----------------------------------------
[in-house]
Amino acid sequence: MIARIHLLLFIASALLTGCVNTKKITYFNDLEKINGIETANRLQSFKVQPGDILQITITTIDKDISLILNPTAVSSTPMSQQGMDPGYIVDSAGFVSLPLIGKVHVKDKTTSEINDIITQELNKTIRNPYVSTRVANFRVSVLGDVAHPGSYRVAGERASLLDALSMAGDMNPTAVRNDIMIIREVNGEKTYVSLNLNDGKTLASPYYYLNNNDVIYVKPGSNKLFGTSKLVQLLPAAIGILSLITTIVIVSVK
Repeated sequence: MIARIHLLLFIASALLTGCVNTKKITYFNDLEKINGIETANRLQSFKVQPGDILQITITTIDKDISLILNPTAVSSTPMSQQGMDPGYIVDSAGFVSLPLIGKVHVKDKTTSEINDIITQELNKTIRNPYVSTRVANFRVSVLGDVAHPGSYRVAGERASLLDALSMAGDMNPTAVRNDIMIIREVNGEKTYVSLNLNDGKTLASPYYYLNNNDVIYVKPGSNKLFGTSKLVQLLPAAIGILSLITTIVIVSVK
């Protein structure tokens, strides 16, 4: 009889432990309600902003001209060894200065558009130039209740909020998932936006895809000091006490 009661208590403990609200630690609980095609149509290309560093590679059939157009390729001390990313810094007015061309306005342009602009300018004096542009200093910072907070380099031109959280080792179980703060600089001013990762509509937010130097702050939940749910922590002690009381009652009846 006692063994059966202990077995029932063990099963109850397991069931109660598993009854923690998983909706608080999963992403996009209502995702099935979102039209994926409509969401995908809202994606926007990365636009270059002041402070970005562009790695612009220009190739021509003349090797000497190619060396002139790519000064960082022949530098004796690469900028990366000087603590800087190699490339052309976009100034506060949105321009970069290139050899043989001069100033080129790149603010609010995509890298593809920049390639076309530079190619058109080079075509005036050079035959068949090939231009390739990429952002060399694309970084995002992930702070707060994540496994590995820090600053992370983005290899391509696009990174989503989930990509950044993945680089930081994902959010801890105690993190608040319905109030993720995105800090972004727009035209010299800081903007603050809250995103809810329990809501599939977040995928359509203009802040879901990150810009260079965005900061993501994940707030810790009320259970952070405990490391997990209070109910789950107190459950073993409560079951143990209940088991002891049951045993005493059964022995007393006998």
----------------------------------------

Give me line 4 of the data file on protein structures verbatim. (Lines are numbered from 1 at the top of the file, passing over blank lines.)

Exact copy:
């Protein structure tokens, strides 16, 4: 009889432990309600902003001209060894200065558009130039209740909020998932936006895809000091006490 009661208590403990609200630690609980095609149509290309560093590679059939157009390729001390990313810094007015061309306005342009602009300018004096542009200093910072907070380099031109959280080792179980703060600089001013990762509509937010130097702050939940749910922590002690009381009652009846 006692063994059966202990077995029932063990099963109850397991069931109660598993009854923690998983909706608080999963992403996009209502995702099935979102039209994926409509969401995908809202994606926007990365636009270059002041402070970005562009790695612009220009190739021509003349090797000497190619060396002139790519000064960082022949530098004796690469900028990366000087603590800087190699490339052309976009100034506060949105321009970069290139050899043989001069100033080129790149603010609010995509890298593809920049390639076309530079190619058109080079075509005036050079035959068949090939231009390739990429952002060399694309970084995002992930702070707060994540496994590995820090600053992370983005290899391509696009990174989503989930990509950044993945680089930081994902959010801890105690993190608040319905109030993720995105800090972004727009035209010299800081903007603050809250995103809810329990809501599939977040995928359509203009802040879901990150810009260079965005900061993501994940707030810790009320259970952070405990490391997990209070109910789950107190459950073993409560079951143990209940088991002891049951045993005493059964022995007393006998």